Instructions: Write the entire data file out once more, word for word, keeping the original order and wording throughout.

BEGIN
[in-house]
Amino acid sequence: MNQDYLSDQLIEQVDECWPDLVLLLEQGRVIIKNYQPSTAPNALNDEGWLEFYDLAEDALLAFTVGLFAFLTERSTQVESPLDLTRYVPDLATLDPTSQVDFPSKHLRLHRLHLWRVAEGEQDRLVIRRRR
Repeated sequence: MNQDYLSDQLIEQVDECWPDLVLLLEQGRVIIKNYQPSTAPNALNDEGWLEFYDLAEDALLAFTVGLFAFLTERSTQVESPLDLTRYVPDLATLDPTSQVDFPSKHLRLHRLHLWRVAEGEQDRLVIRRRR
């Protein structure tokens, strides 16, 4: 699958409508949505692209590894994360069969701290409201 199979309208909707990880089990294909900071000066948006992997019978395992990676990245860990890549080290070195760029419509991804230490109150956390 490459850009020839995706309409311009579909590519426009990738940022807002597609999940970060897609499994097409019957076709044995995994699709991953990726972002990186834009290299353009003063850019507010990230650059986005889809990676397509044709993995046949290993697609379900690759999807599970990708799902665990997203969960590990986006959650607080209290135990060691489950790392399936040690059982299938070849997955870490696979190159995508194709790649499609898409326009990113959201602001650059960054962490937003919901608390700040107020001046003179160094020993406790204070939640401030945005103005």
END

[in-house]
Amino acid sequence: MNQDYLSDQLIEQVDECWPDLVLLLEQGRVIIKNYQPSTAPNALNDEGWLEFYDLAEDALLAFTVGLFAFLTERSTQVESPLDLTRYVPDLATLDPTSQVDFPSKHLRLHRLHLWRVAEGEQDRLVIRRRR
Repeated sequence: MNQDYLSDQLIEQVDECWPDLVLLLEQGRVIIKNYQPSTAPNALNDEGWLEFYDLAEDALLAFTVGLFAFLTERSTQVESPLDLTRYVPDLATLDPTSQVDFPSKHLRLHRLHLWRVAEGEQDRLVIRRRR
């Protein structure tokens, strides 16, 4: 699958409508949505692209590894994360069969701290409201 199979309208909707990880089990294909900071000066948006992997019978395992990676990245860990890549080290070195760029419509991804230490109150956390 490459850009020839995706309409311009579909590519426009990738940022807002597609999940970060897609499994097409019957076709044995995994699709991953990726972002990186834009290299353009003063850019507010990230650059986005889809990676397509044709993995046949290993697609379900690759999807599970990708799902665990997203969960590990986006959650607080209290135990060691489950790392399936040690059982299938070849997955870490696979190159995508194709790649499609898409326009990113959201602001650059960054962490937003919901608390700040107020001046003179160094020993406790204070939640401030945005103005």